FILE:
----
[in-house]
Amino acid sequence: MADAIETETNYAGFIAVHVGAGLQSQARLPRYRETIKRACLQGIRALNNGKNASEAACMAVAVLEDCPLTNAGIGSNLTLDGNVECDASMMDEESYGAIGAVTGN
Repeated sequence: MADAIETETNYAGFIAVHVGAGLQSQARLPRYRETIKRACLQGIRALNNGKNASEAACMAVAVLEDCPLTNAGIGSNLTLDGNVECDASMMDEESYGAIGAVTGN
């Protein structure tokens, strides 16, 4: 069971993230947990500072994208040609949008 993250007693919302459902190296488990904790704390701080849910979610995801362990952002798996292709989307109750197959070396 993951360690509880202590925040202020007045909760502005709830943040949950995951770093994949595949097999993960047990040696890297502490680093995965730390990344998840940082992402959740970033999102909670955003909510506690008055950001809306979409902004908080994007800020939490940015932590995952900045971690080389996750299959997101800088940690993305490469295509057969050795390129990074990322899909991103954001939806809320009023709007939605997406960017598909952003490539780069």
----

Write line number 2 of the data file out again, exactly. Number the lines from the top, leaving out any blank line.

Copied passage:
Amino acid sequence: MADAIETETNYAGFIAVHVGAGLQSQARLPRYRETIKRACLQGIRALNNGKNASEAACMAVAVLEDCPLTNAGIGSNLTLDGNVECDASMMDEESYGAIGAVTGN